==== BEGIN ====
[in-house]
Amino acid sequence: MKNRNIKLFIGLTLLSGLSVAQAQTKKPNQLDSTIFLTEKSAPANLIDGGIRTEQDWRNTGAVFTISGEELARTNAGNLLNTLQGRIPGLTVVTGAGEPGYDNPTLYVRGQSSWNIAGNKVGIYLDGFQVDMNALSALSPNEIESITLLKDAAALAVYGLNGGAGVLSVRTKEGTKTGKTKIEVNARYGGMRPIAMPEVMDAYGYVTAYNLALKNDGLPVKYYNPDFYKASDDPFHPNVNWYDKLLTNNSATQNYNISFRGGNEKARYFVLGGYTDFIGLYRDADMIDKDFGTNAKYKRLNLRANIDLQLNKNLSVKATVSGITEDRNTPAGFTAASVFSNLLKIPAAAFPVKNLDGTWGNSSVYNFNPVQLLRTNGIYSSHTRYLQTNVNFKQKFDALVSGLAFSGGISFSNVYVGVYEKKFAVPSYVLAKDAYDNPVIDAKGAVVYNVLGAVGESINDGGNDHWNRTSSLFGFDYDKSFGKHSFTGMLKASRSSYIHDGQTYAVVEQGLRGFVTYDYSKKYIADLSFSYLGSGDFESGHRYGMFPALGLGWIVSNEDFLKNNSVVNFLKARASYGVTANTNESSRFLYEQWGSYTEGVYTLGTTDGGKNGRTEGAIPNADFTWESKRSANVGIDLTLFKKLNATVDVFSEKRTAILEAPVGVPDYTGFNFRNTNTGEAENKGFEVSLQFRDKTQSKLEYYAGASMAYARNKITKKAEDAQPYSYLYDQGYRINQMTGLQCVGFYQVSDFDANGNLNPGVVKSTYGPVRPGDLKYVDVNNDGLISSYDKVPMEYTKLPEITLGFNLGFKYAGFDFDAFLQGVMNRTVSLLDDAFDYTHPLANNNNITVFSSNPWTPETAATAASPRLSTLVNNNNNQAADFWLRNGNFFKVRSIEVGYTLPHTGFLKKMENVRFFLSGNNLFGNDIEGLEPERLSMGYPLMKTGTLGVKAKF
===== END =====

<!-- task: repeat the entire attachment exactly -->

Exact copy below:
[in-house]
Amino acid sequence: MKNRNIKLFIGLTLLSGLSVAQAQTKKPNQLDSTIFLTEKSAPANLIDGGIRTEQDWRNTGAVFTISGEELARTNAGNLLNTLQGRIPGLTVVTGAGEPGYDNPTLYVRGQSSWNIAGNKVGIYLDGFQVDMNALSALSPNEIESITLLKDAAALAVYGLNGGAGVLSVRTKEGTKTGKTKIEVNARYGGMRPIAMPEVMDAYGYVTAYNLALKNDGLPVKYYNPDFYKASDDPFHPNVNWYDKLLTNNSATQNYNISFRGGNEKARYFVLGGYTDFIGLYRDADMIDKDFGTNAKYKRLNLRANIDLQLNKNLSVKATVSGITEDRNTPAGFTAASVFSNLLKIPAAAFPVKNLDGTWGNSSVYNFNPVQLLRTNGIYSSHTRYLQTNVNFKQKFDALVSGLAFSGGISFSNVYVGVYEKKFAVPSYVLAKDAYDNPVIDAKGAVVYNVLGAVGESINDGGNDHWNRTSSLFGFDYDKSFGKHSFTGMLKASRSSYIHDGQTYAVVEQGLRGFVTYDYSKKYIADLSFSYLGSGDFESGHRYGMFPALGLGWIVSNEDFLKNNSVVNFLKARASYGVTANTNESSRFLYEQWGSYTEGVYTLGTTDGGKNGRTEGAIPNADFTWESKRSANVGIDLTLFKKLNATVDVFSEKRTAILEAPVGVPDYTGFNFRNTNTGEAENKGFEVSLQFRDKTQSKLEYYAGASMAYARNKITKKAEDAQPYSYLYDQGYRINQMTGLQCVGFYQVSDFDANGNLNPGVVKSTYGPVRPGDLKYVDVNNDGLISSYDKVPMEYTKLPEITLGFNLGFKYAGFDFDAFLQGVMNRTVSLLDDAFDYTHPLANNNNITVFSSNPWTPETAATAASPRLSTLVNNNNNQAADFWLRNGNFFKVRSIEVGYTLPHTGFLKKMENVRFFLSGNNLFGNDIEGLEPERLSMGYPLMKTGTLGVKAKF